At Wednesday’s team presentation, Mads Pedersen was the first rider the locals saw, leading Trek-Segafredo down a garlanded avenue through the Tivoli amusement park. As he rolled up onto the stage, the crowd cheered and chanted. When the MC asked the local hero what his goals were for the start of the race, there came a bellow from the crowd before he could answer – “Gul!” (yellow) – followed by a roar from basically everyone else.
Pedersen dropped the mic from his mouth, laughed, and gave an exaggerated shrug. He’d been up front about it, dreamed about it since Copenhagen was revealed as the Grand Depart. No use denying it.
But this was a perfect, sunny Wednesday in Copenhagen, in front of a buoyant home crowd. On Friday, it would be 13 kilometers of wet roads and slick cobbles, under slate gray skies.
Time trials are tense, pressure-filled affairs, won and lost by narrow margins. Pedersen, meanwhile, had spent months working out how close he could push himself to his own margins – reconning the course, planning where he could push and where he could hold back.
“My next goal is to get that yellow jersey,” he’d said before the race. He’d seen a fit for him in the Copenhagen course. “A minute all out, then some tricky corners. I know I can do a good short time trial, and we’re working a lot on the bike and equipment and aerodynamics …and then it’s up to me to get that yellow jersey on day one.”
Even so, he was a dark horse for the win, even if his team had believed in his ambition and he believed in himself. That’s nothing new. His whole career has been a bit like that – at 22, he rode to a stunning second at Tour of Flanders on debut. The next year in Harrogate, he’d outlasted his rivals in dire conditions to become a surprise World Champion. The rainbow jersey is a heavy burden to bear, and at times Pedersen seemed to show the discomfort of carrying it. He’s older now, though – 26 – and he’s resolved some personal goals, got married, opened a bike shop with his truck-driver dad “to make sure that he had an easier life and didn’t have to push himself that much.”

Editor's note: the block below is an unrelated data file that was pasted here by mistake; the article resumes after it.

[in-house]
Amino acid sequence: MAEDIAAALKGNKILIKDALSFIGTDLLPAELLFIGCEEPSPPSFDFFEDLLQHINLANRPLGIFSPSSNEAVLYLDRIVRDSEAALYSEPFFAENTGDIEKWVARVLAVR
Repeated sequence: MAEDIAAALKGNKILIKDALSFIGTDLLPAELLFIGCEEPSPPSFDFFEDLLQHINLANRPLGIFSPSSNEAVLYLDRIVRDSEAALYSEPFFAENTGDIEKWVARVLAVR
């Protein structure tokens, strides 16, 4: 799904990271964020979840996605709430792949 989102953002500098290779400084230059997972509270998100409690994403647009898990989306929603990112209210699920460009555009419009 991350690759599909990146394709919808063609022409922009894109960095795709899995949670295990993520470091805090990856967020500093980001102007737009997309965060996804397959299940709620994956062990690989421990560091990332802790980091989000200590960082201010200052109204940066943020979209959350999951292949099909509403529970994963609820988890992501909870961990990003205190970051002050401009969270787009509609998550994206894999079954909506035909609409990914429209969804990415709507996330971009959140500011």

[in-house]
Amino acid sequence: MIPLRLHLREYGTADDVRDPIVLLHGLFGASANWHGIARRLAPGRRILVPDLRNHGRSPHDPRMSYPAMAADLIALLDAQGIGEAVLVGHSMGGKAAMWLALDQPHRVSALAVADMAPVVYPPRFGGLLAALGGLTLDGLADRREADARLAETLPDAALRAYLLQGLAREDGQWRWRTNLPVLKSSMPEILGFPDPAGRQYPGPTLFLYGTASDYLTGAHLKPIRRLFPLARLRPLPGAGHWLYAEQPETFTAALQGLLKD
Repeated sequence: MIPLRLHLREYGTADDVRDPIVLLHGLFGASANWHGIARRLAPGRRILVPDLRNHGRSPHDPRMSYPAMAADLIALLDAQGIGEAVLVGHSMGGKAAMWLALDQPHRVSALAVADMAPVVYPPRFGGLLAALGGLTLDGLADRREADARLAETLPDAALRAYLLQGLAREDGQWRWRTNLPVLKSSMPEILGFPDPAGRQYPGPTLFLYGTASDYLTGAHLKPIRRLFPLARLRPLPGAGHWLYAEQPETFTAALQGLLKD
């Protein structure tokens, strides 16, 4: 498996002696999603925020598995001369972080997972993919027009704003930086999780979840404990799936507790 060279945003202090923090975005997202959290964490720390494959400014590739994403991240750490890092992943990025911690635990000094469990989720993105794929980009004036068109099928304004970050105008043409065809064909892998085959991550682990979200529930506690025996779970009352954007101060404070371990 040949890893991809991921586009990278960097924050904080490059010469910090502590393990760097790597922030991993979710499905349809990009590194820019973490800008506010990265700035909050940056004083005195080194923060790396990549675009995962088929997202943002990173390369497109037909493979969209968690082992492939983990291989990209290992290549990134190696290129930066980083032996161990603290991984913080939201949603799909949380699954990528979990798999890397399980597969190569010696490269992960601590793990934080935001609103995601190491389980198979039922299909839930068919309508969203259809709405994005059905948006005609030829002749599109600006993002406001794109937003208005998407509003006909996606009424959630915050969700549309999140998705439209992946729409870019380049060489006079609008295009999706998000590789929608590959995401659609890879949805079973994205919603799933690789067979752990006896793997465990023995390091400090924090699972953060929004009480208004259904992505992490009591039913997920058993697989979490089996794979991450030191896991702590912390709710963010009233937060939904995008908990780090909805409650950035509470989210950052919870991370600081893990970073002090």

A Danish start for the biggest race on the calendar is a once-in-a-career opportunity. So Pedersen dared to dream, and so did Denmark.
Was the Mads Pedersen hype-train out of control? “I don’t know, and I don’t care,” he told media at a Thursday press conference. “I don’t ride a bike to make happy. I do it to get results, and to meet my goals.”
There’s a purity to time trials – A to B, on the limit, as fast possible – but there are tactics too. At 4.26pm, Mads Pedersen rolled down the ramp to begin his third Tour de France. The timing was intentional. “It is a conscious choice, as the chances of rain are greater at the end, and there is also the prospect of less, there around 16.30, where I have to start. So it is completely conscious,” he said at a press conference beforehand.
Less rain, perhaps, but still a fair bit.
Pedersen was smooth through the chicanes on the way back from the Little Mermaid, and composed on the flats, and when he crossed the line it was heartstoppingly close — close enough for NBC to call the lead for Pedersen, until the clock revealed the truth. The great Danish hope was just off a stint in the hot seat, two seconds behind Mathieu van der Poel’s benchmark.
As the remaining riders trickled in, he slipped back a few spots more, and finished the day in sixth overall, narrowly ahead of a blistering ride from his compatriot Jonas Vingegaard.
On Saturday, Pedersen’s not racing the clock anymore – 15 seconds in rears, he will have to navigate the windswept roads of his homeland, the echelons that will be formed by them, and the sprint trains of his rivals. Pedersen’s goal has become more difficult to achieve.
But the dream’s not yet dead. Before the race he knew it would be difficult to win the time trial, “and I know that it will be difficult for me to pick up the seconds I might have to afterwards. But I also think that we are allowed to dream about things once in a while, and we must also announce them.”
Once the race leaves Denmark, all Danish eyes will be on Vingegaard – but for the next two days it’s the Mads Pedersen show. That’s a lot of pressure, and he can feel it, but he’s carried burdens like it before. “I feel that you can almost only disappoint if you do not have a yellow jersey of a stage victory,” he said in Copenhagen, before the race began. “But if there is anyone who wants to achieve those goals in the Kingdom of Denmark, it is myself.”